FRAM are based on the ferroelectricity of certain crystals, in which lattice mobile atoms with stable configurations can be found, which can be switched by electrical fields in nanoseconds. The ferroelectrical memory cells retain the written data for more than 10 years. A disadvantage of FRAM is that the life span is limited due to material fatigue on approx. 10 billion writing cycles. FRAM were manufactured as 8Mbit-chips and were already used for example in SmartCards.53 In particular Japanese and Korean companies (Toshiba, Fujitsu, Samsung) but also German companies (Infineon) accomplish intensified efforts in order to develop ferroelectrical memories.

As further nanotechnological storage concepts with potential for space application SOI memory (silicon on insulator) and phase change memories (PC RAM) should be mentioned. SOI memory chips can be used for SOI memory chips for space applications with moderate storage requirements. Honeywell intro-

space applications with duced radiation-hard 4 Mbit SOI SRAM for space applications, which moderate storage de- exhibit access times of 25 ns and are suitable for temperature ranges from mand -55 to 125 °C.54 SOI chips utilize a thin SiO2 isolation layer (about 25 nm thin) deposited on Si wafers, on which the transistor is built. SOI memory exhibits a higher speed and a smaller energy consumption in comparison to CMOS technology (Isaac 2000). The Naval Research Laboratory holds a patent on microelectronic components based on SOI technology for space applications.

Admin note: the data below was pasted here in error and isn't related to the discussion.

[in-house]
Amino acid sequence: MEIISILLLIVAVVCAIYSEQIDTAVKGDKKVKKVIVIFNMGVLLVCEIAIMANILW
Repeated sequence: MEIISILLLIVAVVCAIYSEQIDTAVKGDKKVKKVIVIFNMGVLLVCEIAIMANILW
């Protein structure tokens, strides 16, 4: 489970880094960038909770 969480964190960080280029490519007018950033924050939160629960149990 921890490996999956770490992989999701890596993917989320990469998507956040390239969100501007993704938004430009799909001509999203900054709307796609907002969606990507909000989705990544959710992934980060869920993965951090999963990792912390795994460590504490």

In phase change memories (PC RAM), which for example are subject to development work done by the companies Intel and Ovonyx, data are stored by electronically excited phase transitions of semiconductor alloys in an amorphous (high electrical resistance) respective crystalline state (low electrical resistance). Possible advantages of this technology are the simplified production process and a high integrateability into circuits.